3. Valdivia E.R., Wu Y., Li L.-C., Cosgrove D.J. and A.G. Stephenson. 2007. A group-1 grass pollen allergen influences the outcome of pollen competition in maize. PloS One E154 (7 p)
  4. Yennawar N, L.-C. Li, D.M. Dudzinski, A. Tabuchi, and D.J. Cosgrove. 2006. Crystal structure and activities of EXPB1 (Zea m 1), a beta-expansin and group-1 pollen allergen from maize. Proc. Natl. Acad. Sci. 103: 14664-14671
  5. Sampedro, J., Carey, R. E. and D. J. Cosgrove. 2006. Genome histories clarify evolution of the expansin superfamily: new insights from the poplar genome and pine ESTs. J. Plant Res. 119: 11-21
  6. Cosgrove, D. J. Growth of the plant cell wall. 2005. Nature Review Molecular & Cell Biology, 6: 850-861.
  7. Marga, F.; Grandbois, M.; Cosgrove, D. J. and T. I. Baskin. 2005. Cell wall extension results in the coordinate separation of parallel microfibrils: Evidence from scanning electron microscopy and atomic force microscopy. Plant J. 43:181-90.
  8. Sampedro J., Cosgrove, D. J. 2005.  Protein Family Review: Expansins. Genome Biology, 6: 242-250.
  9. Li, L.-C.; Bedinger, P.A.; Folk, C.; Jones, A.D.; Cosgrove,D.J. 2003 Purification and characterization of four β-expansins (Zea m 1 isoforms) from maize (Zea mays L.) pollen. Plant Physiology 132:2073-85
  10. Cosgrove, D.J., Li, L.-C., Cho, H.T., Hoffmann-Benning, S. Moore, R.C., Blecker, D. 2002. The growing world of expansins. Plant & Cell Physiology 43: 1236-1244
  11. Cho, H. T. and D. J. Cosgrove. 2002. The regulation of Arabidopsis root hair initiation and expansin gene expression by development, hormone, and environment factors. Plant Cell 14: 3237-3253
  12. Li L. C.  and D. J. Cosgrove. 2001.  Grass group I pollen allergens (beta-expansins) lack proteinase activity and do not cause wall loosening via proteolysis. Eur.J.Biochem. 268:4217-4226.
  13. Yuan, S.,  Y. Wu, and D. J. Cosgrove. 2001. A fungal endoglucanase with plant cell wall extension activity. Plant Physiol 127:324-333.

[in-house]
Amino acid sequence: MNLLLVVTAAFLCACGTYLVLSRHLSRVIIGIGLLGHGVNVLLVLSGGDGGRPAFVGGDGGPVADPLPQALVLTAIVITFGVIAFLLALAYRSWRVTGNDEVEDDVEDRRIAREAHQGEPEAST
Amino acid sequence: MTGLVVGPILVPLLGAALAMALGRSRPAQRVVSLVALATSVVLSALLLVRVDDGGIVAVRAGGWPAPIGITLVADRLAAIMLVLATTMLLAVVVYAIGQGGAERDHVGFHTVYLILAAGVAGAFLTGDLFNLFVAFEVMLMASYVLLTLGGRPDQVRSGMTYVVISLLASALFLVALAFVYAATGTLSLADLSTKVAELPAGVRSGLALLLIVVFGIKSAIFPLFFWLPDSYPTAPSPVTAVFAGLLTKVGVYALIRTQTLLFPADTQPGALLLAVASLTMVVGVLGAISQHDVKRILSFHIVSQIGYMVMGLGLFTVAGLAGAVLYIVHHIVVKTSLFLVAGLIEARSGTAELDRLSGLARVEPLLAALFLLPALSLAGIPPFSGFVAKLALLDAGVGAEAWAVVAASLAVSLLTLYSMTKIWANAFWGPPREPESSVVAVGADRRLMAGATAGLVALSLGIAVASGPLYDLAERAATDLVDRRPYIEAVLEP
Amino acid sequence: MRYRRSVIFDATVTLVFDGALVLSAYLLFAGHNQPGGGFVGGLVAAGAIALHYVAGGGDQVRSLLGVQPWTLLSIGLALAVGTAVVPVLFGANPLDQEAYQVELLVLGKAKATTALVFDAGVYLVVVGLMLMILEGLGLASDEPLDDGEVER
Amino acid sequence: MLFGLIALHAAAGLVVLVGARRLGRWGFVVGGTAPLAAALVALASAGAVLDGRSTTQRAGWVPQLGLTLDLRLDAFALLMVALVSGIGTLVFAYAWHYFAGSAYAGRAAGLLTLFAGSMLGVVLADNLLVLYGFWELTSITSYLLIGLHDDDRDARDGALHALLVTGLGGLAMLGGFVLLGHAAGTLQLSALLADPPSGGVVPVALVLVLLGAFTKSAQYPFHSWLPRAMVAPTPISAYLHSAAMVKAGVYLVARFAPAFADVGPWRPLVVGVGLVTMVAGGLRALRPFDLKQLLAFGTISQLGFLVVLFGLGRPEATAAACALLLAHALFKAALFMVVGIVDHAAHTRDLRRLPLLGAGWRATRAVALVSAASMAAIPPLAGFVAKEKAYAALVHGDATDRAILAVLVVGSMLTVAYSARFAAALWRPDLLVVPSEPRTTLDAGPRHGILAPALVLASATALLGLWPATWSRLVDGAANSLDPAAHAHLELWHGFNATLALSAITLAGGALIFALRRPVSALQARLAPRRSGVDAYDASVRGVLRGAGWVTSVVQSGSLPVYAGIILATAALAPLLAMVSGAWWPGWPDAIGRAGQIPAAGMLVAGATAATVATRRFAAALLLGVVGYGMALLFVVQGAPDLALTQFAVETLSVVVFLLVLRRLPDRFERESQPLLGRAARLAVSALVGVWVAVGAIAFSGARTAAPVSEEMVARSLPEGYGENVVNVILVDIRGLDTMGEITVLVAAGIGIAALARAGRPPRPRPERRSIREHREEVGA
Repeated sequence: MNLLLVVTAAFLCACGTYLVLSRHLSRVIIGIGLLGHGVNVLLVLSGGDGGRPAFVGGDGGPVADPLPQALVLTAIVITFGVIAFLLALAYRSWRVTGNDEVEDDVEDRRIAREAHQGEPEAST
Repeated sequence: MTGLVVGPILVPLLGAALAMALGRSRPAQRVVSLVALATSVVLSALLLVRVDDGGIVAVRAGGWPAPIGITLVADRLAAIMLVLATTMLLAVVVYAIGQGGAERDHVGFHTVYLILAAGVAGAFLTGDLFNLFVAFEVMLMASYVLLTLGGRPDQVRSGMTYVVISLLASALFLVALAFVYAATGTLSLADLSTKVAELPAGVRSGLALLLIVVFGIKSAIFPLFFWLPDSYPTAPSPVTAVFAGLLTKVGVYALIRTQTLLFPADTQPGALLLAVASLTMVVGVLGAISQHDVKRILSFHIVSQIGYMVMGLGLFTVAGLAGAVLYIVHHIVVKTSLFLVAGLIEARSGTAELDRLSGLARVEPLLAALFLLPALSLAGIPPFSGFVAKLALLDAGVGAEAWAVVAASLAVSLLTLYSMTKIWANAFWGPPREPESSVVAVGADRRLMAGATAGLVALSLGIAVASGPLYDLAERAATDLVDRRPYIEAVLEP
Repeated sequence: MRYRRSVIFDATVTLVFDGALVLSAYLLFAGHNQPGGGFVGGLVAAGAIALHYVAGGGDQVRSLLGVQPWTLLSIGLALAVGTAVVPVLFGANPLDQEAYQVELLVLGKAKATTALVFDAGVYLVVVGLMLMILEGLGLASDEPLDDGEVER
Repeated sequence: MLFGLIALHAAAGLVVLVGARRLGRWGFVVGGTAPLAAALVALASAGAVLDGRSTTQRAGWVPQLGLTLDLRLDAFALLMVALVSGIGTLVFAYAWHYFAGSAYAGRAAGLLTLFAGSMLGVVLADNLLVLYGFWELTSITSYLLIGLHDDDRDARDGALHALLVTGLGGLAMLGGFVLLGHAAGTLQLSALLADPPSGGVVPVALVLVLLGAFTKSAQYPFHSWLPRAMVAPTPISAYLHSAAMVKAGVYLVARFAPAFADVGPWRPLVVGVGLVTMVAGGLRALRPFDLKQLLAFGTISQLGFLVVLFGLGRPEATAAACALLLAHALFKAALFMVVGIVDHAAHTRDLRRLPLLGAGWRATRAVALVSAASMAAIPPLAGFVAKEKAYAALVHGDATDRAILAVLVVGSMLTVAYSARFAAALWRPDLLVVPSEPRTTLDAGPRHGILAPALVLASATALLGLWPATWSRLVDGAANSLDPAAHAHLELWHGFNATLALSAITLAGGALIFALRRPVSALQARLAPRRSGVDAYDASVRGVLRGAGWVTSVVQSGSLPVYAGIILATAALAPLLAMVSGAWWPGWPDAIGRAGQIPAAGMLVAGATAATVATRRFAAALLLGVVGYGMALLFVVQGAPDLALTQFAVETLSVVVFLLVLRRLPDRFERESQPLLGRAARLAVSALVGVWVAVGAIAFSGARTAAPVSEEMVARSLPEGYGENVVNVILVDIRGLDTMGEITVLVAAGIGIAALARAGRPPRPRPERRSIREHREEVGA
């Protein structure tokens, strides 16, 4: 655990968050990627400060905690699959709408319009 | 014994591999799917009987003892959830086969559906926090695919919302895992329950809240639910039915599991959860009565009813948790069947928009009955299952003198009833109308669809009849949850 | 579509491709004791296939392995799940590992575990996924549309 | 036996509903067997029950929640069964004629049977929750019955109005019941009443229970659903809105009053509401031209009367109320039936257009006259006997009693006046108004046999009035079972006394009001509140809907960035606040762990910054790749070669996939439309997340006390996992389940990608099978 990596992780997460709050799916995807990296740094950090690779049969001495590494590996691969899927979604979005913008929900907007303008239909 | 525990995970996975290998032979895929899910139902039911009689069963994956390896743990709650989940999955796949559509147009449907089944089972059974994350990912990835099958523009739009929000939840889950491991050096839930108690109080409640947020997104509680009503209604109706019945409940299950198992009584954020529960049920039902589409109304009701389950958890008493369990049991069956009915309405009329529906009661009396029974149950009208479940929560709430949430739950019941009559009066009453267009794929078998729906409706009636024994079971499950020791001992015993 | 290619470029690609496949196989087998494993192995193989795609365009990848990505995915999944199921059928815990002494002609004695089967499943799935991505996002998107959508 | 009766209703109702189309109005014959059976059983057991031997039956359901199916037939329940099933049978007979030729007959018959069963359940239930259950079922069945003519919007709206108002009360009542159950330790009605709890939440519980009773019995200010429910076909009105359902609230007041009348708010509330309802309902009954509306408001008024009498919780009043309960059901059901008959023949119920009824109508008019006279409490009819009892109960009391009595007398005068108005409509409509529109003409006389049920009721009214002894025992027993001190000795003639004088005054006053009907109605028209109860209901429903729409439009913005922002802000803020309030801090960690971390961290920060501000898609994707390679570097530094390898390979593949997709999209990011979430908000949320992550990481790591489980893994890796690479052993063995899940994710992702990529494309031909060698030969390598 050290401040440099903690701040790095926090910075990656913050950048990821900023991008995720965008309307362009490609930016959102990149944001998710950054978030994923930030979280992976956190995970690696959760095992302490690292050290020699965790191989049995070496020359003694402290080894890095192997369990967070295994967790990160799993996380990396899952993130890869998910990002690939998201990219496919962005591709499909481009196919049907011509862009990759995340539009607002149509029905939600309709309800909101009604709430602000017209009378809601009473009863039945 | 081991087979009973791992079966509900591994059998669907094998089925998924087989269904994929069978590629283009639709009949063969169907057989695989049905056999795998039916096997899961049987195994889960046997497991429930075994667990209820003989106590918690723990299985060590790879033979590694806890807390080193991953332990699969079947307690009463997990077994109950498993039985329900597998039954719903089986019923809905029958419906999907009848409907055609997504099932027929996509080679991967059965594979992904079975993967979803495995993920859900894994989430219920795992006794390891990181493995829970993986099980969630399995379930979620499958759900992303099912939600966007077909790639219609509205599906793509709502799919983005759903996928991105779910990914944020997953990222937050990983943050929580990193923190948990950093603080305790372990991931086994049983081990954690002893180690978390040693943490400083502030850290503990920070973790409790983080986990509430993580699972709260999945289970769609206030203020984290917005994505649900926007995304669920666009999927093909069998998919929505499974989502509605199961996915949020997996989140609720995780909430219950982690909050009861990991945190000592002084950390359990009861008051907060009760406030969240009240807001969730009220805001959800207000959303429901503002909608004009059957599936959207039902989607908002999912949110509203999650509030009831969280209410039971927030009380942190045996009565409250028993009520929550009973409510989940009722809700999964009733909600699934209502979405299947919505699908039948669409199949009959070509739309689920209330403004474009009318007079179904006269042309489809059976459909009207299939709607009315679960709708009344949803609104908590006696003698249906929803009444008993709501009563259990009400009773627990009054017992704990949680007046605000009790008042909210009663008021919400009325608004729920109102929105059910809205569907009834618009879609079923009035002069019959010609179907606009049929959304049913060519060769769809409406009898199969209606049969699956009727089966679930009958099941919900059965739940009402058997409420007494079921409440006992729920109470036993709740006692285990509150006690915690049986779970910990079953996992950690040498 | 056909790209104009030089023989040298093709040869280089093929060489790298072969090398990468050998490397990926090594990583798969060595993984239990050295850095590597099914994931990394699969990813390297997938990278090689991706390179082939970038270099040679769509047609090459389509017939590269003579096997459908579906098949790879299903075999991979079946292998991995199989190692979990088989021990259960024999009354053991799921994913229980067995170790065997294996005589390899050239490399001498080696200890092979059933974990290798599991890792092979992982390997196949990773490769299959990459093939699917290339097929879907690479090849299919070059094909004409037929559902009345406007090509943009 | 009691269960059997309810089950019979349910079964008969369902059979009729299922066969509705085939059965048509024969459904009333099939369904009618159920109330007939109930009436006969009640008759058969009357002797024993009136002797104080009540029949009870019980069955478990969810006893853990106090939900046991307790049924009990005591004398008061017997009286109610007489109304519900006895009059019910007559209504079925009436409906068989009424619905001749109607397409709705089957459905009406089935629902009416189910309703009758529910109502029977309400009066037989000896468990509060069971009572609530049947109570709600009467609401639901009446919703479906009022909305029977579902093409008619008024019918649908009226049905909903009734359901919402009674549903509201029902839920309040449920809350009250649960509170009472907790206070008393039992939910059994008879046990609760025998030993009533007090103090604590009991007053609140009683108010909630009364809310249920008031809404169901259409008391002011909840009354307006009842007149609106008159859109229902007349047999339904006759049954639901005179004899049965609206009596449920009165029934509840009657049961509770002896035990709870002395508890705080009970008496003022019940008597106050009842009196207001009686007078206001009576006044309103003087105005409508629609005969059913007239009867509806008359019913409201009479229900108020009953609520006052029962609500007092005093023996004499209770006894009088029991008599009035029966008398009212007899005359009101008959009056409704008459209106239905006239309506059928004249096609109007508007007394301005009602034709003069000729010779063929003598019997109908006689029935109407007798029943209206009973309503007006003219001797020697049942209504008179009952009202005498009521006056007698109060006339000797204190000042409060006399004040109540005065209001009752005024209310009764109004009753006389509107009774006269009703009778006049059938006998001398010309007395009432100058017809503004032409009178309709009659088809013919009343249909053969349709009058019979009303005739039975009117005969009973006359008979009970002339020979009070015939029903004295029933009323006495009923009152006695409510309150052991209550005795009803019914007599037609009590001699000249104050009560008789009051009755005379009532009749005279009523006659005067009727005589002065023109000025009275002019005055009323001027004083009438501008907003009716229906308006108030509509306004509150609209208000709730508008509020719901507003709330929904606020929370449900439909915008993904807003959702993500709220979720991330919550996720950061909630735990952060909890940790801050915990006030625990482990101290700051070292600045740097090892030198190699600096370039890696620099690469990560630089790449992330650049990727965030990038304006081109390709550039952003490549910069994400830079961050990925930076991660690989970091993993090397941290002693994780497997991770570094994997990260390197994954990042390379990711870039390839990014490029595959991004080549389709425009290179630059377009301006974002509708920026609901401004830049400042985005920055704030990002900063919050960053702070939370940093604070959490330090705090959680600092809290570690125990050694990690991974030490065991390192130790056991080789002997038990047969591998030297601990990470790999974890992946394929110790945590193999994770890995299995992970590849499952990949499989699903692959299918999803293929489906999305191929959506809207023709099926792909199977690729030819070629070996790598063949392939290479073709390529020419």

14. Wu, Y.,  R. B. Meeley, and D. J. Cosgrove. 2001Analysis and Expression of the alpha-Expansin and beta-Expansin Gene Families in Maize. Plant Physiol 126:222-232.
  15. Wu, Y.,  E. T. Thorne, R. E. Sharp, and D. J. Cosgrove. 2001Modification of expansin transcript levels in the maize primary root at low water potentials. Plant Physiol 126:1471-1479.
  16. Cho, H. T.  and D. J. Cosgrove. 2000. Altered expression of expansin modulates leaf growth and pedicel abscission in Arabidopsis thaliana. Proc.Natl.Acad.Sci.USA 97:9783-9788.
  17. Cosgrove, D.J. 2000.  Loosening of plant cell walls by expansins. Nature 407:321-326.
  18. Im, K. H., D. J. Cosgrove, and A. M. Jones. 2000. Subcellular localization of expansin mRNA in xylem cells. Plant Physiol 123:463-470.
  19. Cosgrove, D.J. 2000. New genes and new biological roles for expansins. Current Opinion in Plant Biology 3:73-78
  20. Cosgrove, D.J. 2000. Expansive growth of plant cell walls. Plant Physiology and Biochemistry 38:1-16
  21. Cosgrove, D.J. 1999. Enzymes and other agents that enhance cell wall extensibility. Annu. Rev. Plant Physiol. Plant Mol. Biol. 50: 391-417
  22. Fenwick, K.M., Apperley, D. C., Cosgrove D. J., and Jarvis, M. C. 1999. Polymer mobility in cell walls of cucumber hypocotyls. Phytochem. 51:17-22
  23. Cosgrove, D.J., Bedinger, P.A., and Durachko, D.M. 1997. Group I allergens of grass pollen as cell wall loosening agents. Proc. Natl. Acad. Sci. USA, 94: 6559-6564
  24. Link, B. M.  and Cosgrove D. J. 1998. Acid-growth response and a-expansins in suspension cultures of bright yellow 2 tobacco. Plant Physiol. 118:907-916
  25. Veytsman, B. A. and Cosgrove D. J. 1998. A model of cell wall expansion based on thermodynamics of polymer networks. Biophys.J. 75:2240-2250
  26. Cosgrove, D.J. 1997. Relaxation in a high-stress environment: The molecular basis of extensible walls and cell enlargement. Plant Cell, 1031-1041
  27. Shcherban,T., J. Shi, D.M. Durachko, M.J. Guiltinan, S.J. McQueen-Mason, Cosgrove, D.J. 1995. Molecular cloning and sequence analysis of expansins - a highly conserved, multigene family of proteins that catalyze cell wall extension in plants.  Proc. Nat. Acad. Sci. USA 92:9245-9249

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This page was last updated on 09/05/08.